msleeper Sr Member

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    hydin

    Sure thing. Let's take this Ultron drone head I'm working on printing. I'm printing it in about 9 parts and here's how I did the face.

    example 2.png

    While this model could theoretically fit inside of my printer's volume, I don't want to print it as-is because there is some severe overhangs in the bottom of the mouth. You could print with supports, but I try to avoid printing with them whenever possible - especially if I would be supporting from 2 points on the model (as opposed to supporting from the print bed).

    example 1.png

    The first cut I made was along the inside of the mouth. I want to cut anywhere there is an overhang greater than 45 degrees, and the upper part of the mouth is within that. I chopped the face from the rest of the head where I did with the orientation of the mouth overhangs in mind.

    example 3.png

    You repeat the same idea for the lower part of the mouth. The middle section will print flat along the original cut like the upper part of the face, but we need to cut the jaw so that the lower lip is under our 45 degree angle.

    So now my object is 3 prints instead of 1, but I know that all 3 will have the best results and won't have ugly or misshapen overhangs.

    All you are doing is rotating the model to find a good orientation, and slicing the model along that plane. Here I'm using Netfabb because it's quick and easy and I don't need to make any super complex cuts. You can use pretty much any modeling suite, and for something complex I might chop up the model while I'm building it.
     
    Last edited by a moderator: Nov 8, 2018
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  10. Wupsje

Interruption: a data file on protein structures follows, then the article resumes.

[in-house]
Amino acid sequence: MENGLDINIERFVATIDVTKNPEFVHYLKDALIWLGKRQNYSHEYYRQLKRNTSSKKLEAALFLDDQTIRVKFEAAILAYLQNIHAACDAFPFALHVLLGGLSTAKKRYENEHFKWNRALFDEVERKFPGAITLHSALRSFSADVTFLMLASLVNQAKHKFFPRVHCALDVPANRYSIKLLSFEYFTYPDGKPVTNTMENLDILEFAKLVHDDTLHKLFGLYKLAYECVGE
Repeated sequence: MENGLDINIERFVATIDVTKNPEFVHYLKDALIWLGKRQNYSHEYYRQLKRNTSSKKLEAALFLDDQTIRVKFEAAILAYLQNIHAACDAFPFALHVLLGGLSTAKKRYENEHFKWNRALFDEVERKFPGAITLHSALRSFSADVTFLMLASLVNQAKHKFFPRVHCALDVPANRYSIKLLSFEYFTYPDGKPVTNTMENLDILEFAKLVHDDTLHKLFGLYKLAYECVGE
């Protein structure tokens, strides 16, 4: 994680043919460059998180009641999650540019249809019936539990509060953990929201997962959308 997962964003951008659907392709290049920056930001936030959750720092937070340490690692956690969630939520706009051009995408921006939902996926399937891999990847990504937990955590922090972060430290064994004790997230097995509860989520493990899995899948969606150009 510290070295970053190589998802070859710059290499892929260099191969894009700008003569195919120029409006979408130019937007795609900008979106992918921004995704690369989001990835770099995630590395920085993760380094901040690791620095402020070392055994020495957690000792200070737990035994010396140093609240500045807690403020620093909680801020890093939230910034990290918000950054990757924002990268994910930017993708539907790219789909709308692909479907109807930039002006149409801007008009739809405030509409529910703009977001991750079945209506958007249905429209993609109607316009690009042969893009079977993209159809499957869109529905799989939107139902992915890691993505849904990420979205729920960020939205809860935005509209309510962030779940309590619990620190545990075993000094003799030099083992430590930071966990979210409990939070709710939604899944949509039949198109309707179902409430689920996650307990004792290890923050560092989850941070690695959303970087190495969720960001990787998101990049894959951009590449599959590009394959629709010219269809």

Wupsje New Member

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    I use Netfabb (free) to cut up models to fit them inside my printer.
    Most things do fit in one go as I have a printer with a VERY large build volume compared to other 3D printers.
    (I have a Leapfrog Creatr HS) I can fit a 1:1 scale human sized head in one go on my printbed.

    I mostly cut pieces up to get them printed better and afterwards glue them together and do some
    filling and sanding and painting afterwards.
    Here are some prints I did in one go 1:1 scale:

    Robocop printed.JPG Ironman print.JPG IMG_5293.JPG

    Netfabb is free to download.
     
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  11. zenix

    zenix Sr Member RPF PREMIUM MEMBER

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    It's going to be cost prohibitive if you use an online service. You should look into getting your orn machine. A fist-sized hollow object from shapeways will be about $50. a bust will be over a grand, and at that point, just buy a machine. The online service will come out looking nicer, but you can fill sand and paint a desktop printed part for just as nice results.
     
  12. hydin

    hydin Sr Member RPF PREMIUM MEMBER

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    I'm thinking about getting a printer but I'm having trouble with parsing the logic in my head of "Buy this 500$ machine that you don't know how to use to print models from the internet" against "print online and have em send it to you", even though I know it'll be cheaper in the long run.

    Maybe if I end up printing enough of this stuff it'll work out to pay for itself someday, I dunno.

    Nice to know that there's an option for me doing it though :)

    Chris
     
  13. msleeper

    msleeper Sr Member

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    Well really, 3D printing is not going away. So if you get one, it's not like you won't ever have a use for it after this one project. You'll start to FIND things you can 3D print. Not even just prop/cosplay stuff - a friend of mine had the knob on his car's AC break, so we printed him a new one. I printed a scrub pad holder for the kitchen sink.

    You might also be able to find cheaper alternatives to Shapeways. There are a handful of sites where you can send your models to individuals who own printers and pay them to print your things.